Family stories and traditions create a sense of continuity between generations. Many family stories fall into the oblivion of the forgotten after two or three generations. No one bothers to tell them or to write them. I become melancholy when I realize that my stories or my father’s stories will be forgotten. I can’t remember a single story that my grandfather told, if he told any. Is it selfish to preserve your history? I think not. Memories are one of the few things that lingers following one’s life.
One of my best memories unites three generations of Watkins. It centers on the unique “horsing around” performed on Halloween in Yarmouth, Iowa in years long ago. These customs are long since dead. Yarmouth was where I went to school from kindergarten to the 9th grade. It was also where my father and mother went to grade and high school.
The idea was that high school students would roam the countryside looking for farm machinery, animals, and outhouses to “borrow” and haul to town on wagons to display on the grounds of the high school. The result was the parking lot of the high school full of plows, corn-pickers, goats, cows, sheep, outhouses, and wagons. I was always surprised the high school principal was never kidnapped and tied to the flagpole.
My grandfather Watkins looked old as long as I can remember. His greatest claim to fame was his reputation for yelling demeaning comments at the basketball referees when things were not going well for the home team. The Yarmouth teams suffered many a technical foul because of his abusive comments. Now and again, the referees ejected him from the gym. Robert E. Watkins always created a hometown spirit among the fans. He grew more and more slumped and loud with each year. He was bald except for a band of hair from ear lobe to ear lobe around the back of his head. Seldom did I see him wearing anything other than carpenter style overalls—the ones that had white and gray stripes with straps over the shoulders to keep them from falling down.
As a young child, I always went to the elevator when I was in town to get money from him for an ice cream cone. That was always one of the certainties of my life. He always had a dime for an ice cream cone. He would pull a huge leather coin bag out of his pocket. It had a drawstring. (I have this bag in my lock box. It is one my esteemed possessions.) He would ever so slowly untie it. Then he would stick a couple of his long dangling fingers in the bag and I could hear the coins tumble under his touch. After an eternity, he would pull out a dime and hand it to me. His smile was gentle and filled with love. I would glide from the elevator, the recipient of a fortune.
My father had two brothers, Major and Charles. The three earned a dubious reputation as young boys. I know they were the harmless thugs of the community.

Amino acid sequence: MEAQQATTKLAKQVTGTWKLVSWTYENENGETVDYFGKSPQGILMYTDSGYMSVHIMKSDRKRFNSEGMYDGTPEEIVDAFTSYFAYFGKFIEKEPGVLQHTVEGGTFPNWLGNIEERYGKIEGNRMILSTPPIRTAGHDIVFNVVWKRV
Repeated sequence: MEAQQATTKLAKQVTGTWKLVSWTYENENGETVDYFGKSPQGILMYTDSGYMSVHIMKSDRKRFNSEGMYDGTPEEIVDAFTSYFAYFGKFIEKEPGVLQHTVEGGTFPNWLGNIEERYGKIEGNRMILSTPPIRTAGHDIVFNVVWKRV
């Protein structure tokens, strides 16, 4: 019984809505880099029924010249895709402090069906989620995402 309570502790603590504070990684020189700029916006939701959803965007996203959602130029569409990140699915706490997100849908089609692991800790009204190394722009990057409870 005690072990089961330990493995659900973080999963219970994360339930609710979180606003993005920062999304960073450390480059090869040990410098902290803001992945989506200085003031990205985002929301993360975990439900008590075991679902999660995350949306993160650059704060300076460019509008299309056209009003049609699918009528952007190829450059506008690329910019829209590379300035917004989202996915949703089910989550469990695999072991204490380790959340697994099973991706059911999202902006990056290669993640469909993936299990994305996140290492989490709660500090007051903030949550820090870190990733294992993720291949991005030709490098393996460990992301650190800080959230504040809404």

But to hear the stories from Dad, I pictured them as competitors for Bonnie and Clyde. No doubt their mischievous nature came directly down the bloodline from Robert Senior although I know little about his childhood.
Halloween was the night the high school students were free to pull their gags. They called it “Halloweening.” The county sheriff and his deputies tried to keep the pranks under control, but that was nearly impossible with kids all over the county involved in similar mischief. Most of the time no one or nothing was hurt and it brought a laugh the next day except from some of the grouchy old farmers who had to collect their misplaced property. There were exceptions like the night one of the kids “borrowed” a lamb from my grandfather’s herd and it ran off the third story of flat roof of the high school.
As a rule, kids quit this practice when they left high school. Our family was a bit different. Neither my Grandpa, nor my dad, gave up this childish practice. So, finally, at age 12, I convinced them to allow the youngest Watkins male to tag along. We would park down the road from selected farms and then sneak, flashlights in hand, to a selected farmhouse to find something to haul or pull to town. Grandpa and Dad told me that sometimes the farmers would actually shoot at you for the mischief. I was super cautious and watched for any twig in my path. Then when we found our target, we would push the pickup by hand to the property and load the article we wanted.
After several stops we had one stinking outhouse on our wagon and a few small geese that we were able to catch without too much racket. We corralled the geese in the back of the pickup inside the outhouse. We took all the back roads to avoid the sheriff. Just as we were approaching Yarmouth with our caravan of junk, the sheriff had set up an observation point behind a large barn. He was soon behind us with his red lights flashing. He made us get out of the pickup. He acted pretty tough and actually frisked Dad and Grandpa. He asked them the obvious question, “What the hell are you guys up to now?” Dad and Grandpa didn’t have to answer. He then said, “You know if you old men would just stay home, I could handle the kids…now get this junk back to where you found it.” And, that was my initiation into the adult life of the Watkins’ family.